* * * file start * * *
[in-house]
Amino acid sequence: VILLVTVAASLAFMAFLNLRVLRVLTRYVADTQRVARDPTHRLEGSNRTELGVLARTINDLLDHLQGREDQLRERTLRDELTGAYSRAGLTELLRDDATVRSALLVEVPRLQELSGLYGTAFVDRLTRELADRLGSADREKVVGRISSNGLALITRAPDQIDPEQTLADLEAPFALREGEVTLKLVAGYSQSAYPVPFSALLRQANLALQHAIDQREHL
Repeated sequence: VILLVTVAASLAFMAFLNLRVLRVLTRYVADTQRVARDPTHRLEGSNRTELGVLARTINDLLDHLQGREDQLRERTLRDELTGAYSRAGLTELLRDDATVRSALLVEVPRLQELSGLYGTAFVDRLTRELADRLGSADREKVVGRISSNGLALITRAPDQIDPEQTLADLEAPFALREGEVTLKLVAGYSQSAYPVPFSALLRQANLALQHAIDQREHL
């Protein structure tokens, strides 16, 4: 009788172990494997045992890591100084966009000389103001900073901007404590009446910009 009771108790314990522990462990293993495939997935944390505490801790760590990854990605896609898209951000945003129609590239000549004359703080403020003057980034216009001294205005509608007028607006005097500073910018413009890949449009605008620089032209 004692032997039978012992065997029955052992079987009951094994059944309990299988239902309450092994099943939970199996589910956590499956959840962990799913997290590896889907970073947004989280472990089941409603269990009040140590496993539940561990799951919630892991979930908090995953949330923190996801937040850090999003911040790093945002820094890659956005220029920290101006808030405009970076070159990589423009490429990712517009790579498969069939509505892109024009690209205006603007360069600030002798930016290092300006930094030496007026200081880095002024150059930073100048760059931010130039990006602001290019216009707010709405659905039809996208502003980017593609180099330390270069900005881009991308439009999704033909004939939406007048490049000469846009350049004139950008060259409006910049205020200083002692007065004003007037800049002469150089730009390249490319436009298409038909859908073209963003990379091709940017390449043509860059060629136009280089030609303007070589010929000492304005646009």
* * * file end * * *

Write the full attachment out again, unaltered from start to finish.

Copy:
[in-house]
Amino acid sequence: VILLVTVAASLAFMAFLNLRVLRVLTRYVADTQRVARDPTHRLEGSNRTELGVLARTINDLLDHLQGREDQLRERTLRDELTGAYSRAGLTELLRDDATVRSALLVEVPRLQELSGLYGTAFVDRLTRELADRLGSADREKVVGRISSNGLALITRAPDQIDPEQTLADLEAPFALREGEVTLKLVAGYSQSAYPVPFSALLRQANLALQHAIDQREHL
Repeated sequence: VILLVTVAASLAFMAFLNLRVLRVLTRYVADTQRVARDPTHRLEGSNRTELGVLARTINDLLDHLQGREDQLRERTLRDELTGAYSRAGLTELLRDDATVRSALLVEVPRLQELSGLYGTAFVDRLTRELADRLGSADREKVVGRISSNGLALITRAPDQIDPEQTLADLEAPFALREGEVTLKLVAGYSQSAYPVPFSALLRQANLALQHAIDQREHL
């Protein structure tokens, strides 16, 4: 009788172990494997045992890591100084966009000389103001900073901007404590009446910009 009771108790314990522990462990293993495939997935944390505490801790760590990854990605896609898209951000945003129609590239000549004359703080403020003057980034216009001294205005509608007028607006005097500073910018413009890949449009605008620089032209 004692032997039978012992065997029955052992079987009951094994059944309990299988239902309450092994099943939970199996589910956590499956959840962990799913997290590896889907970073947004989280472990089941409603269990009040140590496993539940561990799951919630892991979930908090995953949330923190996801937040850090999003911040790093945002820094890659956005220029920290101006808030405009970076070159990589423009490429990712517009790579498969069939509505892109024009690209205006603007360069600030002798930016290092300006930094030496007026200081880095002024150059930073100048760059931010130039990006602001290019216009707010709405659905039809996208502003980017593609180099330390270069900005881009991308439009999704033909004939939406007048490049000469846009350049004139950008060259409006910049205020200083002692007065004003007037800049002469150089730009390249490319436009298409038909859908073209963003990379091709940017390449043509860059060629136009280089030609303007070589010929000492304005646009």